HD Space:      2 MB                                         HD Space:
Memory:        8 MB                          Memory:        8 MB
Graphics:      640 by 480 with 256 colors                   Graphics:
256 colors, 13" monitor
CD-ROM:   Double-speed                       CD-ROM:   Double-speed
Audio:         8-bit Windows compatible sound card
Other:         mouse

reviewed by Frank Sereno

Kids love bugs.  If it crawls, squirms or buzzes, children will try to catch
it.  Bug Explorers is a fun and light-hearted approach to entomology that
encourages children to use their natural curiosity about bugs to learn.  This
program has nine activity areas to delight and educate your child in this
well-rounded package.  It includes exercises that teach the alphabet,
counting, deductive reasoning and music skills.

The main screen shows nine bugs that are the links to the activities.  Just
click on a bug and off you'll be on your way.  Winston the walking stick is
the host for a multimedia exploration of bugs.  Just click on the bugs to
view informative movies about each one.  A child could spend many hours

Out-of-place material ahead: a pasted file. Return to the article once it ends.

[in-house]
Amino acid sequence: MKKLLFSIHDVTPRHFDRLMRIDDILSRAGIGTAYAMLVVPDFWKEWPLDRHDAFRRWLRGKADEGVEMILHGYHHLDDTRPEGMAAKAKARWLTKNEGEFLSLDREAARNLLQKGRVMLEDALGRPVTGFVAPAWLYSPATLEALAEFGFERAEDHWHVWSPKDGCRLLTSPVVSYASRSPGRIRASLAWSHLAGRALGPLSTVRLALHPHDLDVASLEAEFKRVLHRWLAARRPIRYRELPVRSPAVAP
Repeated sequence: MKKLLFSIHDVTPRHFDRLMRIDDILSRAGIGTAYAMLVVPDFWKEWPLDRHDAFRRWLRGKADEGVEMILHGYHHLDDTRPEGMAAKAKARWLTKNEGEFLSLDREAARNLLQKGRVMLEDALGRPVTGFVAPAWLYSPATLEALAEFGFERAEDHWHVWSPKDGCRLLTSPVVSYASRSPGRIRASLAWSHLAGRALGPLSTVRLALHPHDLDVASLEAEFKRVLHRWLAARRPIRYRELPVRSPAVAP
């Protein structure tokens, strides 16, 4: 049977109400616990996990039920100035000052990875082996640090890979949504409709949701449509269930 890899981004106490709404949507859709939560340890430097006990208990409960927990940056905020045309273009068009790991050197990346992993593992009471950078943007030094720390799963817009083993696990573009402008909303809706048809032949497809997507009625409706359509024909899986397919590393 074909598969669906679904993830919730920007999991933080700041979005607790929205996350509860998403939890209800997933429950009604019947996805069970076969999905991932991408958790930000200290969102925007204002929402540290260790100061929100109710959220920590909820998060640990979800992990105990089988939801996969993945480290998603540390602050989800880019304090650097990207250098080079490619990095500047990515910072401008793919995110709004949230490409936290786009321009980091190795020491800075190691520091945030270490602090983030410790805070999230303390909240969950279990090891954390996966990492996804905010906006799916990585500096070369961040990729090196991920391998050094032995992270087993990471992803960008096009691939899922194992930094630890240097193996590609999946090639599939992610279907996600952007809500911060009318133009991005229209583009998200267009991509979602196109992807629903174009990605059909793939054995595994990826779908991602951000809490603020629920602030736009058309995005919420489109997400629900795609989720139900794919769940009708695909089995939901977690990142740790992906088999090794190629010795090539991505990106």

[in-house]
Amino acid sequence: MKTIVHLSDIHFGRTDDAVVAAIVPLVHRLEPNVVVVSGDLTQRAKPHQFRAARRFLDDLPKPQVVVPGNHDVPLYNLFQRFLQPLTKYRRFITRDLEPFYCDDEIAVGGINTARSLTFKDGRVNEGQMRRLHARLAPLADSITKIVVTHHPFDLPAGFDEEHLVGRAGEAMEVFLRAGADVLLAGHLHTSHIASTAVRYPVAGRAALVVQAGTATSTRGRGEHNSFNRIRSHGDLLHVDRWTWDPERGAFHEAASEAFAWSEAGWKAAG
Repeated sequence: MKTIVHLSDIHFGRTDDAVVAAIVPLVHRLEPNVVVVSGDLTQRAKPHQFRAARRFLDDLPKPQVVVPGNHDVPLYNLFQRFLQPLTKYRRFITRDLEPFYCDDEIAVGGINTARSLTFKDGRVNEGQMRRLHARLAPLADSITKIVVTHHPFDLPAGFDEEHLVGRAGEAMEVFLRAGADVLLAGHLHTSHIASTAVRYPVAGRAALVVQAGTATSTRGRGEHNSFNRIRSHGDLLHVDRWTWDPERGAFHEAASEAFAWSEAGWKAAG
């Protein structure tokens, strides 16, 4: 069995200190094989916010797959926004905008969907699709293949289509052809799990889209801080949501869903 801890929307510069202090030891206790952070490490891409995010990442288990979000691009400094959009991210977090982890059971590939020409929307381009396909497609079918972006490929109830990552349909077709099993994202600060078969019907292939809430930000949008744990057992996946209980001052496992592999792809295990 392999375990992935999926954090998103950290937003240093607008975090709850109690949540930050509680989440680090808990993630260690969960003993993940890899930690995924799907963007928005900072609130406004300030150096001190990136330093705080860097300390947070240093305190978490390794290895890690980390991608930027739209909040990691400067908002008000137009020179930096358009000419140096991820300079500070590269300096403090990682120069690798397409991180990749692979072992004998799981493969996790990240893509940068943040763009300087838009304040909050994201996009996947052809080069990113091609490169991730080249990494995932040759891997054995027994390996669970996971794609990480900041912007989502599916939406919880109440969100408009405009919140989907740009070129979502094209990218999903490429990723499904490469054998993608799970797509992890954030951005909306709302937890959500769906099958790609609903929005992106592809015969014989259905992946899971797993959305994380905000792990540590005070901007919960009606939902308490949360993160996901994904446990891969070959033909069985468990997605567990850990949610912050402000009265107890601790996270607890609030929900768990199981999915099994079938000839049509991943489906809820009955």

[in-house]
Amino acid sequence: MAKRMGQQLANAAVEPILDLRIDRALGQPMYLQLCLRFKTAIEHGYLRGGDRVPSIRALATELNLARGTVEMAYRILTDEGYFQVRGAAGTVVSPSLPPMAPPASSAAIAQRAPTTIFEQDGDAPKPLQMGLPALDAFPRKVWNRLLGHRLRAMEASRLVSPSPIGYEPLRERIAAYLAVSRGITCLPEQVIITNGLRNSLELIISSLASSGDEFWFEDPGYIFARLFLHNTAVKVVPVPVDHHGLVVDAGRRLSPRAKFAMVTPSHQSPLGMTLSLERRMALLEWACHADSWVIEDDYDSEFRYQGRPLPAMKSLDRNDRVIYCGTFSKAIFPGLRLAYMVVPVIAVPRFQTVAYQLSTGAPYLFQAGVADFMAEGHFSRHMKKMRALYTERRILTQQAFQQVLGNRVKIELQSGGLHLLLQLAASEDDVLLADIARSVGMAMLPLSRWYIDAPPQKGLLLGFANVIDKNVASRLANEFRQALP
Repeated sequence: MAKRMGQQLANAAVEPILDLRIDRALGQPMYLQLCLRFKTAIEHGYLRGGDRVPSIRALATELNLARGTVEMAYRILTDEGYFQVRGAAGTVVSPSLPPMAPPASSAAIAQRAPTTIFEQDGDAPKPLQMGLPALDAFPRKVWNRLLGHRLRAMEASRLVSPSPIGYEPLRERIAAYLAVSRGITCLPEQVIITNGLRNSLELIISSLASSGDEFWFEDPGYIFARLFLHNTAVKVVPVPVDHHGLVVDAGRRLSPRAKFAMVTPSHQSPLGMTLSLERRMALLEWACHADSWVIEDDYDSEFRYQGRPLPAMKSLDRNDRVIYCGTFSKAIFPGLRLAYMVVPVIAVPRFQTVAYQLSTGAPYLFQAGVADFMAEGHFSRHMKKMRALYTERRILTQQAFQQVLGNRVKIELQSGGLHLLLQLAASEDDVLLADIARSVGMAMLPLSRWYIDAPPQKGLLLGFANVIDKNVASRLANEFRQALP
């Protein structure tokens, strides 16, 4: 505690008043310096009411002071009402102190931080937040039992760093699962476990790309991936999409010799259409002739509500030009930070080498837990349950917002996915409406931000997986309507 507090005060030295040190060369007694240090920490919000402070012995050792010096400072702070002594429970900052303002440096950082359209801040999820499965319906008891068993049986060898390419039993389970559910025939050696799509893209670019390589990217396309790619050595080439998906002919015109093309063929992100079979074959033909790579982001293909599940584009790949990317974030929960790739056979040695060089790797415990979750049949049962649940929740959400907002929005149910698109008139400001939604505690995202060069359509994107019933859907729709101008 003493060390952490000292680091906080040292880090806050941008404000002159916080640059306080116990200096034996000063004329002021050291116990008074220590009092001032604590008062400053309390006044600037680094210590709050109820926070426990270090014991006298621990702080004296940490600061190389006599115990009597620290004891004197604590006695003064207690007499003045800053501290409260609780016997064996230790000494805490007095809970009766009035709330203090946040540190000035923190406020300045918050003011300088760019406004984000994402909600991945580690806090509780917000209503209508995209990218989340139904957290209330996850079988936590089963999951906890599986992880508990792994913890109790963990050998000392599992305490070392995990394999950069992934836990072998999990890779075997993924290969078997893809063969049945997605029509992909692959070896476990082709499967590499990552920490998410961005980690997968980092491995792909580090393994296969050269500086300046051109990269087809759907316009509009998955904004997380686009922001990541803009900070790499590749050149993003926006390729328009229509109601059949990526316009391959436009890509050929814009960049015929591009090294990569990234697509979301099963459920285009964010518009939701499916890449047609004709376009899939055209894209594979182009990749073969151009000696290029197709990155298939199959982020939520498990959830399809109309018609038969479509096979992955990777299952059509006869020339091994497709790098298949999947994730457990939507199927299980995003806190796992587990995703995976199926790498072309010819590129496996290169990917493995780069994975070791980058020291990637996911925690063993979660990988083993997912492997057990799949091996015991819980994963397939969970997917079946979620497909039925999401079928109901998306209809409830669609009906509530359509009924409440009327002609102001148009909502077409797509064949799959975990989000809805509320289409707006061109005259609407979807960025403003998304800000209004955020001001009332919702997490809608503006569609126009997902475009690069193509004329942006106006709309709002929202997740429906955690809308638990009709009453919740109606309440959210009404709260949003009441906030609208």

visiting the different insects.  Next we have Buzz the spelling bee.  He
offers two movies for your child's viewing pleasure, one on insect physiology
and another on flowers.  He has three learning activities.  You can pick
objects whose names begin with certain letters to learn the alphabet and
expand your vocabulary.  Another activity is a variation of Hangman.
Finally, he will show an object and the player must spell it.  Scout the ant
is the link to the bug identification game.  A magnified portion of a bug
will be shown in the center of the screen while smaller, whole pictures
surround it.  Scout will describe the animal in some detail, then the player